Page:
Phylogeny, diversity, detection : multiple uses of 16S rRNA genes in veterinary bacteriologyHeldtander Königsson, Malin;
Ribosomal RNA in general and the 16S unit in particular has proven very useful for phylogenetic as well as identification purposes in microbiology. Among the advantages in using the 16S rRNA molecule and its genes can be mentioned the fact that it is present and has the same function in all self-replicating cells, and that regions with different variability, from universal to hypervariable, occur and are homologous between organisms. This thesis, based on five scientific publications, describes the use of 16S rRNA genes as a tool for the establishment of phylogenies and the investigation of intraspecific variation in several mycoplasma species and as target region for a species-specific PCR for detection ofR. salmoninarum, the causative agent of bacterial kidney disease.
The phylogeny of four goat mycoplasmas and three seal mycoplasmas was established by sequence analysis ofthe 16S rRNA genes of the type strains ofthe respective species. All three seal mycoplasmas and two goat mycoplasmas belonged to different clusters of the hominis group, and the other two goat mycoplasmas belonged to the M. mycoides cluster ofthe spiroplasma group.
M. capripneumoniae causes contagious pleuropneumonia in goats, a severe disease that is responsible for great economic losses in Africa and Asia. The 16S rRNA genes in M. capripneumoniae have an unusually high number of nucleotide differences between the two operons within a strain, as well as between the homologous operons of different strains. The molecular evolution and epidemiology of 12 M. capripneumoniae strains from three neighbouring African countries were investigated by 16S rDNA sequence analysis.
M. agalactiae and M. bovis, the causative agents ofmastitis and respiratory problems in small ruminants and cattle, respectively, also have high degrees of variability in their 16S rRNA genes. The intraspecific variation in 17 and 8 strains of the respective species was investigated. No distinct evolutionary patterns could be distinguished, despite a high degree of variation. Some conclusions could still be drawn from the data, particularly for M. agalactiae, where the non-European strains shared three characteristic nucleotides, and European strains from the same or neighbouring countries were very similar.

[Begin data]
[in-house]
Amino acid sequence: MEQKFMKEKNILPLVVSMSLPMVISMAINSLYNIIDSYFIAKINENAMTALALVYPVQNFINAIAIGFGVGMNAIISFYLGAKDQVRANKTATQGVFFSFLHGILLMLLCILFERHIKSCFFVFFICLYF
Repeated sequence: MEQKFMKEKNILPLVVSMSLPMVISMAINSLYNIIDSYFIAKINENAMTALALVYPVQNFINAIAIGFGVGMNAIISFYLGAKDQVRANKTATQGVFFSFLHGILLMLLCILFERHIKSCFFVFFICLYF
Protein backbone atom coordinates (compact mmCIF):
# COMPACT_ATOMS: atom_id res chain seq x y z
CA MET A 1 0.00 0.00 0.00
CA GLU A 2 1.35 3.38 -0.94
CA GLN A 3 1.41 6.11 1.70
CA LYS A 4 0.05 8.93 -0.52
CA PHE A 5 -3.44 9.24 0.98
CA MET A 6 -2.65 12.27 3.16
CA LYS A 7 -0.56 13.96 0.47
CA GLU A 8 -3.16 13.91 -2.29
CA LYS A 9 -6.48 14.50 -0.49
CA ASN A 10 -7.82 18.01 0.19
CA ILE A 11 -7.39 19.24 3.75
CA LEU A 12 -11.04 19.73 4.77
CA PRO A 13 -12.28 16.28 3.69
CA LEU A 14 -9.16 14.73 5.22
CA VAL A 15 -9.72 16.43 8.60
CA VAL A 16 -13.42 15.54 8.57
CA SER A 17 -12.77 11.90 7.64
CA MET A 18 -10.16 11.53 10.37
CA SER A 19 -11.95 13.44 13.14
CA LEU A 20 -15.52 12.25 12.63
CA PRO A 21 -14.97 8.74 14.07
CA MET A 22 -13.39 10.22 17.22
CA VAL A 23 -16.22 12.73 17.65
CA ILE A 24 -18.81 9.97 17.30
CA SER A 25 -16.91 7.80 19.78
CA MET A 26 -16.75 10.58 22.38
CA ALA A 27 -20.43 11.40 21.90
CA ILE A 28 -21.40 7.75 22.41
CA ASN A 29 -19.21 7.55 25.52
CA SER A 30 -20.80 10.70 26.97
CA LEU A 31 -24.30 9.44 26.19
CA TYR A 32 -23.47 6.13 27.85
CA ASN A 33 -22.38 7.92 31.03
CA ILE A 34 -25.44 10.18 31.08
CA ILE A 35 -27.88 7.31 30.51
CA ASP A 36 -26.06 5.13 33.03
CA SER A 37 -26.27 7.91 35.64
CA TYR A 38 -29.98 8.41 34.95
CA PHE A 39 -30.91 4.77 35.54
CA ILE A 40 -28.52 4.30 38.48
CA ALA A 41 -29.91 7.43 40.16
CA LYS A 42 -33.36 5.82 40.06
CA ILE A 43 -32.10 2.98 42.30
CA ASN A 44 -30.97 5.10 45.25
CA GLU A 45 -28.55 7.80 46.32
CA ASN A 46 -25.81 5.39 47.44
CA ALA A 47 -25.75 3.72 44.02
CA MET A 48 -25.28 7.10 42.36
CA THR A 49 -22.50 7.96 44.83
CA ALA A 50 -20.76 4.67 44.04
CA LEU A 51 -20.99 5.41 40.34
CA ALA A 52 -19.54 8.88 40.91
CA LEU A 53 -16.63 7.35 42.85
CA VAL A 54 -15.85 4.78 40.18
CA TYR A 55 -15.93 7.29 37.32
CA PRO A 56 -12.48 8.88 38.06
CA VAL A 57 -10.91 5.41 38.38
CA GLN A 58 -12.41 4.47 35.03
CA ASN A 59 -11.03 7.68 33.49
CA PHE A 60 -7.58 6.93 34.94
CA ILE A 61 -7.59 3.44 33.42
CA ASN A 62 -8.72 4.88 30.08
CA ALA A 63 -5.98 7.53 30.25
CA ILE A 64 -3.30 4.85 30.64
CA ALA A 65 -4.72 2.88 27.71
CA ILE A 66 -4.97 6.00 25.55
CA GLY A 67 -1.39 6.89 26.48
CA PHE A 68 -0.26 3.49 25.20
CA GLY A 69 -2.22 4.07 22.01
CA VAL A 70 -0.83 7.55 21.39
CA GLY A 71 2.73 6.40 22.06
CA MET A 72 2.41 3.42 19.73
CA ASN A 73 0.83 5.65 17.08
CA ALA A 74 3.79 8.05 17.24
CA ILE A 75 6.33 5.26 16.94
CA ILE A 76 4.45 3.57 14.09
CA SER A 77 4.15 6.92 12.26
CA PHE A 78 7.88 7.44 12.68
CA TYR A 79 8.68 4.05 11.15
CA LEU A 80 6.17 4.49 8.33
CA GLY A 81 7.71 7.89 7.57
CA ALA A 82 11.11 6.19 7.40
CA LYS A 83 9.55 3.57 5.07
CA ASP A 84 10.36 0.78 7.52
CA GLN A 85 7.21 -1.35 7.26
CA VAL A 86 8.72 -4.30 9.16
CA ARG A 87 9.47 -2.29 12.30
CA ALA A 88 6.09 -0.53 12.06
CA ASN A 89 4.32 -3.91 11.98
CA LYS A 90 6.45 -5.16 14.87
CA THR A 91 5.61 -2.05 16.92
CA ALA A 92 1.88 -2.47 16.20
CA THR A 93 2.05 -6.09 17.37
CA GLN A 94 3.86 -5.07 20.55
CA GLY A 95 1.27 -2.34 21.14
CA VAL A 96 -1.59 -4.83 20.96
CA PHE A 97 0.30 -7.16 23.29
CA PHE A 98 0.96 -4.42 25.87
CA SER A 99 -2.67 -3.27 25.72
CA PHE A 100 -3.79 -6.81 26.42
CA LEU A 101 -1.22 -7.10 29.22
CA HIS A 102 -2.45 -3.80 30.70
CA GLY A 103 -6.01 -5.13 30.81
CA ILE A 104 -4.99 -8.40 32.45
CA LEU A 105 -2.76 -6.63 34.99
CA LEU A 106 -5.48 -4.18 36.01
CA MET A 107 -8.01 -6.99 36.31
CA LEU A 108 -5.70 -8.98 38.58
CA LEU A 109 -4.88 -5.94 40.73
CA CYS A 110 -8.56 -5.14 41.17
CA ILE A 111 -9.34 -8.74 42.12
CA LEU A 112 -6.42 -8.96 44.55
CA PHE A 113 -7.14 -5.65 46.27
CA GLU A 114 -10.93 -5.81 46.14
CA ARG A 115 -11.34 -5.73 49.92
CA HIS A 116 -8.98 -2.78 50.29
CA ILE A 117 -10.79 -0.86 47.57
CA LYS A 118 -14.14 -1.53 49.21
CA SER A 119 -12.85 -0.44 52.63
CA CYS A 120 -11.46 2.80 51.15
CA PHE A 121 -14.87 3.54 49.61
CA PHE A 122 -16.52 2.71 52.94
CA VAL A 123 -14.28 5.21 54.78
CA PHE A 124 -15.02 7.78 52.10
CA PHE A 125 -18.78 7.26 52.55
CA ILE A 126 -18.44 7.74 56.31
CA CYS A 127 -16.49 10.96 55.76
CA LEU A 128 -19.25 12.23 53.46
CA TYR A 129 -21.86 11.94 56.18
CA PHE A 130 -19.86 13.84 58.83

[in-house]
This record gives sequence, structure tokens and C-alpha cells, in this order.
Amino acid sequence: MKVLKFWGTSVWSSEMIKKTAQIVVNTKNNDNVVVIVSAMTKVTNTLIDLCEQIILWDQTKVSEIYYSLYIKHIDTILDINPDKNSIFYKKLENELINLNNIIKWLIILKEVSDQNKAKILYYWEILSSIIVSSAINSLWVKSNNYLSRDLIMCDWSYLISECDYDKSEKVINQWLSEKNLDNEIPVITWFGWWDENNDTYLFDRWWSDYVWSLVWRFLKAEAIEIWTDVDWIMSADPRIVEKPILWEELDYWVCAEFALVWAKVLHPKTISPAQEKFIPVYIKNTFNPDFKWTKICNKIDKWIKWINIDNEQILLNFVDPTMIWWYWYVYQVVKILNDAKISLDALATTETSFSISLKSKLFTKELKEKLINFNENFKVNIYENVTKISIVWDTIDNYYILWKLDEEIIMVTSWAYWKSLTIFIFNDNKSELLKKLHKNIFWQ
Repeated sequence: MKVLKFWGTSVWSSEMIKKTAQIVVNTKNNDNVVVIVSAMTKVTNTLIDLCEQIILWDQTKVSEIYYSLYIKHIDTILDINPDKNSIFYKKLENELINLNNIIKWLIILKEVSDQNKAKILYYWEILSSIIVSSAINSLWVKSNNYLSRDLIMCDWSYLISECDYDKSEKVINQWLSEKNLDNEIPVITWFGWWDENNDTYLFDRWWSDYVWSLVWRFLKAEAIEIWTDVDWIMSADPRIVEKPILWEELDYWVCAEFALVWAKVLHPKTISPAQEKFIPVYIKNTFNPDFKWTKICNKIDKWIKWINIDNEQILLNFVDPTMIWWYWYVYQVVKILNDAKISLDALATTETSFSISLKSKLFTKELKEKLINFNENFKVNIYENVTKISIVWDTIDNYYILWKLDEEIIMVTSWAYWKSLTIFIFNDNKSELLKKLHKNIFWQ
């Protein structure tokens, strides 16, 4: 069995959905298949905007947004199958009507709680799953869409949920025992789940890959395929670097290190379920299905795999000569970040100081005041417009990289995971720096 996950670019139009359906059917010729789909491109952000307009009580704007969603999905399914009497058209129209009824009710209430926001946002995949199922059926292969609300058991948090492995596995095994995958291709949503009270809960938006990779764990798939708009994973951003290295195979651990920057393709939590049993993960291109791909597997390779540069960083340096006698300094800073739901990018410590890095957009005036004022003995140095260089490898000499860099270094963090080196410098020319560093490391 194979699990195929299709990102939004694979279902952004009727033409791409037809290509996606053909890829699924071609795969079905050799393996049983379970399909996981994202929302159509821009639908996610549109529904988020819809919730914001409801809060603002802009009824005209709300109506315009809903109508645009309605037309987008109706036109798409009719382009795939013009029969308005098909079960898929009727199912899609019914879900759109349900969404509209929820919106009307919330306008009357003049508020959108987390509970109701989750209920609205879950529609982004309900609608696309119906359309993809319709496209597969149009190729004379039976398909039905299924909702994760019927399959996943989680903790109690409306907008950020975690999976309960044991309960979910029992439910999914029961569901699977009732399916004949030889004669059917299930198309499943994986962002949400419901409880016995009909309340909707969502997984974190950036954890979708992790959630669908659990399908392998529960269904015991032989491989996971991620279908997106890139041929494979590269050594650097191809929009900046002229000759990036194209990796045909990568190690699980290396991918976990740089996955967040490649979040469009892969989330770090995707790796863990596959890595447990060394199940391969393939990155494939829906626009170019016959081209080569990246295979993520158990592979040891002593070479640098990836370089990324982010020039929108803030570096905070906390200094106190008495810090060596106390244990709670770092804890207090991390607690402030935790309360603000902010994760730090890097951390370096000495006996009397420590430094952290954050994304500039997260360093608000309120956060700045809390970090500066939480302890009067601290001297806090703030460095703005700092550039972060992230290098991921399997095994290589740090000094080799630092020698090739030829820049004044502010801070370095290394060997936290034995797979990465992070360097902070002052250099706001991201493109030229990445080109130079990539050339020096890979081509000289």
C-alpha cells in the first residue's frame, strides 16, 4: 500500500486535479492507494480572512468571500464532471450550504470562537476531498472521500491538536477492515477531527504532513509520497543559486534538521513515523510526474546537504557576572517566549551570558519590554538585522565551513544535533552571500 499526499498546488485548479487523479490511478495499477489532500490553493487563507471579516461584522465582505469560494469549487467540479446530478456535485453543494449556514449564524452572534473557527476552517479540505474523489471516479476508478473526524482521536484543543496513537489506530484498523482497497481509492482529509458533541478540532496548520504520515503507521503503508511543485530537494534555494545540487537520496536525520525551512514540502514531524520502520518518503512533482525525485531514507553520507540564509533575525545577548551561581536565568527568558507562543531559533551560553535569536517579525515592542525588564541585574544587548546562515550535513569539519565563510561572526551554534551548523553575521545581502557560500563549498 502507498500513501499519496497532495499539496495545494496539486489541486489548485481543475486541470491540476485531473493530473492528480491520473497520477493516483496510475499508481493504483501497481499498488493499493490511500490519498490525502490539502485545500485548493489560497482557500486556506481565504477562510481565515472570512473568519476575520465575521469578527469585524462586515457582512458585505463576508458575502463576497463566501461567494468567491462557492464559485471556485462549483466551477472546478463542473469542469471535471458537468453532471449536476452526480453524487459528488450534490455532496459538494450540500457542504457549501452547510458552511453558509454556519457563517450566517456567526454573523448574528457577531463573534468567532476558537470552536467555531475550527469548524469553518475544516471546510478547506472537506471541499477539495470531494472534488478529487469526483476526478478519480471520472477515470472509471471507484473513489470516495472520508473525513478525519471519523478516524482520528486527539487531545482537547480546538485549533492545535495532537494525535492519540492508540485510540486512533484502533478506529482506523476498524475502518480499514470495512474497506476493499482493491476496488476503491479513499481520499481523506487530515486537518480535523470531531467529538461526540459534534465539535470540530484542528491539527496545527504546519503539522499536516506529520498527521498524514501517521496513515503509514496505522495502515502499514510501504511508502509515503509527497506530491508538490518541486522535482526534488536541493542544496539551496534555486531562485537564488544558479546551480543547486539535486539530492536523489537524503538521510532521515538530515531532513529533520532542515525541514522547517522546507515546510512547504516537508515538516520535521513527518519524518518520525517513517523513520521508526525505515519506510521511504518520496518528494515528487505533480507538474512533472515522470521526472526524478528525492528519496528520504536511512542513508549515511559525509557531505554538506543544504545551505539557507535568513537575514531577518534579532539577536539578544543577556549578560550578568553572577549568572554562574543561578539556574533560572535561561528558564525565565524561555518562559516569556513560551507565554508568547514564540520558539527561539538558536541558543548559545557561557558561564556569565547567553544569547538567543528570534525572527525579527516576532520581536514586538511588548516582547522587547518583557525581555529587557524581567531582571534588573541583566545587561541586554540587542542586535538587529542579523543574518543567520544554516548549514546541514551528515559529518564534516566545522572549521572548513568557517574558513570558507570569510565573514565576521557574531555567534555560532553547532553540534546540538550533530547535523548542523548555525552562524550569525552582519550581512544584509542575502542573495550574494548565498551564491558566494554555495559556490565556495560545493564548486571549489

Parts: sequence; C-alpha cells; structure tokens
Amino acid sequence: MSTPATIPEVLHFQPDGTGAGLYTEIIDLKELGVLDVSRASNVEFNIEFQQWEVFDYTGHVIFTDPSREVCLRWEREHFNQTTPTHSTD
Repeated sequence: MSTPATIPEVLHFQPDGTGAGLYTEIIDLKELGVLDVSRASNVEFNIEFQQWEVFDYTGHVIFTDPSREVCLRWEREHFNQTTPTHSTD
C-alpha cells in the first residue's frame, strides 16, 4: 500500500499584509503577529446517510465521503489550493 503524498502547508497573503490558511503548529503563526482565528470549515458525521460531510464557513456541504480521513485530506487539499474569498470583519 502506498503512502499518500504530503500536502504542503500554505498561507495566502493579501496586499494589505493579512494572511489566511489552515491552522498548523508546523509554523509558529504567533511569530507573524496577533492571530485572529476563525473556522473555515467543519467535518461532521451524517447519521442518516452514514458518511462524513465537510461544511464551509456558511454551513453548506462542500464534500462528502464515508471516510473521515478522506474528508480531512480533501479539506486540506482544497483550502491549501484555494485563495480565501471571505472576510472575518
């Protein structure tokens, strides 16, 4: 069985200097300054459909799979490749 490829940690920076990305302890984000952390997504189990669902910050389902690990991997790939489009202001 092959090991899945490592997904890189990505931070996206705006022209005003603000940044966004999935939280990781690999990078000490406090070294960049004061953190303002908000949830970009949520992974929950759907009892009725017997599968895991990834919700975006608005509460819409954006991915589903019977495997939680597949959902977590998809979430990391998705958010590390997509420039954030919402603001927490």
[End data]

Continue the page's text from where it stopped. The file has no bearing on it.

The 16S rRNA gene sequences from 8 strains of/?, salmoninarum were analysed, and sensitive and specific PCR primers and a set of oligonucleotides for DNA preparation by sequence capture were constructed. An internal standard, a mimic molecule, was developed to identify false negative results due to inhibition ofthe amplification reaction.
This work demonstrates that the 16S rRNA still is a powerful tool in many areas of microbiology. It is often a suitable target in detection by PCR for diagnostic purposes and it can be used for studies of genetic diversity and sometimes even for molecular epidemiology. As for molecular phylogeny, the 16S rRNA might well be the most powerful tool, at least so far, simply because ofits versatility.
l6S rRNA; Evolution; Genetic diversity; Mollicutes',Mycoplasma; Phylogeny; PCR; Renibacterium salmoninarum
Published inActa Universitatis Agriculturae Sueciae. Veterinaria 2001, number: 102
Publisher: Swedish University of Agricultural Sciences
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